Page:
I’ve been a server at Olive Garden for two years — 730 days of living off tips and Pennsylvania’s subminimum wage of $2.83. I’ve been “paid” a near $0 paycheck once a week 104 times. My co-workers and I work long hours for a multi-billion dollar restaurant corporation, never knowing if we’ll make enough to cover rent or afford visiting the doctor that month. You can see why it’s a little difficult to stomach Olive Garden’s slogan “We’re All Family Here.”

A couple days ago, I got on a plane for the first time in my life to travel from Pittsburgh, PA where I live with my children, my 3 ½ year old and 7 week old sons, to Orlando, Florida. Tomorrow, I will be at the shareholders meeting of the largest full-service restaurant corporation in the world, Olive Garden parent company, Darden Restaurants Inc. I could quit, but Darden’s size and influence sets wage and employment standards for the entire restaurant industry. To make it better out there for servers like me, Darden needs to change.

Kelly Ditson is a server at Olive Garden and a member of the Dignity at Darden campaign.

Many of my fellow Darden employees agree. I’m part of the largest organized community of Darden employees who want to see genuine change in the company’s wages and employment practices — we call ourselves ‘Dignity At Darden.’

When Starboard Value, a hedge fund, hand-picked a brand new board for Darden a year ago, then Olive Garden employee and Dignity At Darden campaign leader, Steve Gazzo, launched a petition, “Darden: We Want A Seat At The Table,” urging the company to include fellow Darden employees — servers, cooks, bussers, bartenders, and hosts — in helping to shape  the future of the company. The petition quickly received nearly 7,000 signatures from fellow Darden employees. And at last year’s shareholders meeting, which Dignity At Darden leaders attended, the new board chair, Jeff Smith, promised to “improve value for guests and employees.”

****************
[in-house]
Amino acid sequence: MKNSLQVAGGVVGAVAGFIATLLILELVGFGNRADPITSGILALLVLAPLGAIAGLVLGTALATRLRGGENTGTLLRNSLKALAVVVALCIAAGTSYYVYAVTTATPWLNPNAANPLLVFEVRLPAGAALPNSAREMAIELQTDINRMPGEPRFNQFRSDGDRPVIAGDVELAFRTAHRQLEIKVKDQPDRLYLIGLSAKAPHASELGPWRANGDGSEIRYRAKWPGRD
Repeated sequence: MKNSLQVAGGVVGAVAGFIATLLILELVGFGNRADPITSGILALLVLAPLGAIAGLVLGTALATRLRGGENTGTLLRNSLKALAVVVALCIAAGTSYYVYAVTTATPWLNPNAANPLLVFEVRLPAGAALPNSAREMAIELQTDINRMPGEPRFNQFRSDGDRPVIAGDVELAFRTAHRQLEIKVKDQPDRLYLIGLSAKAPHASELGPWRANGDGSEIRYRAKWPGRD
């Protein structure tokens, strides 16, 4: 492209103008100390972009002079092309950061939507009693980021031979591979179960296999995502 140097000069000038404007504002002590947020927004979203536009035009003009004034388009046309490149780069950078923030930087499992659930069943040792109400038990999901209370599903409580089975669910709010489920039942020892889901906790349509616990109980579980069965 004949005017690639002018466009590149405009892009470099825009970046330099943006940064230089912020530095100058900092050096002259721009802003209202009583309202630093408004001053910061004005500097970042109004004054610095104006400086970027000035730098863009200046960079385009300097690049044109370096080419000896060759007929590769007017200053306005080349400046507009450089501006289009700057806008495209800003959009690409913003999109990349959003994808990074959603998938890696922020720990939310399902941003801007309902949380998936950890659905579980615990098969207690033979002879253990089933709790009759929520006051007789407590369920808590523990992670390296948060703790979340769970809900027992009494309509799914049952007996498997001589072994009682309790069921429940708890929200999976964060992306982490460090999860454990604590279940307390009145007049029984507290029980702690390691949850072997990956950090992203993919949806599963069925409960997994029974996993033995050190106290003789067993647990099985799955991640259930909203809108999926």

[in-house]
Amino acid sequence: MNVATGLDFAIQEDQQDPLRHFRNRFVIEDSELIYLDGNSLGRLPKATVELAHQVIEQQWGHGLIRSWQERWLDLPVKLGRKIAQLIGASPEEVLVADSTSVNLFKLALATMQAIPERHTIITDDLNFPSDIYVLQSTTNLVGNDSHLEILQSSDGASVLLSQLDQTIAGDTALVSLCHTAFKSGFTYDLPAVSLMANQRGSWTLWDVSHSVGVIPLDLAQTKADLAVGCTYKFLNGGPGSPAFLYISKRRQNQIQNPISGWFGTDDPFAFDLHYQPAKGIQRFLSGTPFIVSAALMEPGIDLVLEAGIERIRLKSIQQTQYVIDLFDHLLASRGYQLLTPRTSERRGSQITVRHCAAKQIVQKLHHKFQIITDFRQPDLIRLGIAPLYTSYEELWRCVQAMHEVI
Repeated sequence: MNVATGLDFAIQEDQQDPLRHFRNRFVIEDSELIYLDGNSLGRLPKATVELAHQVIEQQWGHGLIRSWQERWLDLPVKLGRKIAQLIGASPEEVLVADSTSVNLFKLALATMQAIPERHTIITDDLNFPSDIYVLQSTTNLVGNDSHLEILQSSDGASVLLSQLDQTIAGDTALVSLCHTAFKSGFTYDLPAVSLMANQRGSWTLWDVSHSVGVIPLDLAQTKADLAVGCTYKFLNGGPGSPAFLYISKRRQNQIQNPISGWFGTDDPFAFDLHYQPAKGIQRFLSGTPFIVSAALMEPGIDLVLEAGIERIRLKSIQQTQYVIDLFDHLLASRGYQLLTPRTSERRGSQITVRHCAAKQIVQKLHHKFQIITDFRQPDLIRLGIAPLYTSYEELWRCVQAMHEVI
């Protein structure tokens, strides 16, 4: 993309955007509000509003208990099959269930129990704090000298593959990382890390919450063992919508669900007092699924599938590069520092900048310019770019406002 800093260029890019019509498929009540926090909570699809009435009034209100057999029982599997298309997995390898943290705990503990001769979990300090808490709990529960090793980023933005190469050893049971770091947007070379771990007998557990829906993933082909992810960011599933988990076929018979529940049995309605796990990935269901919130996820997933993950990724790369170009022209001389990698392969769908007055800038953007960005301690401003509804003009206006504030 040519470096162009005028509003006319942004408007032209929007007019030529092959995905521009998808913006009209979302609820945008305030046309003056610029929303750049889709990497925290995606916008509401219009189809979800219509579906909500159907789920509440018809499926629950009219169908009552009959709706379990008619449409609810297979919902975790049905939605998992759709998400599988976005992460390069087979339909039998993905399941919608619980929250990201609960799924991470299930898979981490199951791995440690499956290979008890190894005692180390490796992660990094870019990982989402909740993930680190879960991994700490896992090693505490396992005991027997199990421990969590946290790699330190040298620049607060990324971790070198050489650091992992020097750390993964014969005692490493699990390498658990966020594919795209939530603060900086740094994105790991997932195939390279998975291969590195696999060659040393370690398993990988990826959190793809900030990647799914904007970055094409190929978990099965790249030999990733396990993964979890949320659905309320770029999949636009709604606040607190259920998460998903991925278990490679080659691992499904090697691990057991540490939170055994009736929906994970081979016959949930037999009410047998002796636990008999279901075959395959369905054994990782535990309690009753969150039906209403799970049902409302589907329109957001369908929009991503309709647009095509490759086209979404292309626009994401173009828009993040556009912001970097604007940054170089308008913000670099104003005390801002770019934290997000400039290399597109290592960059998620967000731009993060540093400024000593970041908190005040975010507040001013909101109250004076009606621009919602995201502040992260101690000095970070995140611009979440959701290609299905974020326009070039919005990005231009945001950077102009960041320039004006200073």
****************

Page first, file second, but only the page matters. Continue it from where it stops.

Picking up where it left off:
Dignity At Darden campaign leaders returned to work willing to give the new board an opportunity to demonstrate that it was in fact different and would listen to our concerns. But in those 12 months, Dignity At Darden’s actions and my personal concerns for fair pay and treatment have been ignored by Jeff Smith and the new Darden CEO Gene Lee.

When Darden employees spoke up about their frustration with the company’s elimination of auto-gratuity (it was eliminated in January 2014), CEO Gene Lee defended the decision by saying he asked 100 or so servers who approved of the change. It might not seem like much, but when a large party takes up a lot of your shift, those tips make a big difference — we depend on those tips to pay for rent, food, childcare, and other bills. To make our point, we launched another petition to show Gene Lee and Jeff Smith that thousands of Darden workers want to #BringBackAutoGrat. It has been signed by more than 4,500 Darden employees — nearly 50 times more than the handful Gene Lee used to justify eliminating autogratuity — and has there been any response from Jeff Smith or Darden? No.

It feels a lot like Jeff Smith and Gene Lee are sacrificing the well-being of their employees to increase short-term shareholder value for the 1% through real-estate lease back schemes and breadstick promotions.

That’s why I’m among the Darden employees that will be at this year’s shareholders meeting on September 17th. Darden’s CEO Gene Lee, board chair Jeff Smith, and Darden’s shareholders will see that we are real. Our physical presence states our objection to poverty wages and our demand to be active participants in this company. By being at the shareholders meeting, Dignity At Darden campaign leaders will see that those who are in control of our financial fate are just people too, they’re mortal humans capable of compassion.

I have always been a very firm believer that actions speak louder than words, however when it comes to important issues I have kind of lingered in the background, present but not necessarily active. I want to fight as hard as I can for what I believe in, so that my family will know that I was not another hypocrite who just shook her head at the injustice around us. I need my sons to know that I actually tried to do my part in advocating for those of us struggling and too afraid to fight.

To all my Darden coworkers: if we want things to change, we will make it happen. A fair wage, fair employment practices and reinstating auto-gratuity are all things that can be accomplished. It may sound silly to say but you have to actually show up to a fight to win. And guess what? There are more of us than them.


Kelly Ditson is a server at Olive Garden, a chain owned by Darden Restaurants, and a member of the Dignity at Darden campaign. 

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4 Fall Gardening Tips That Will Save You Money All Year Long

Garden tips: How to rake leaves without ruining your love of autumn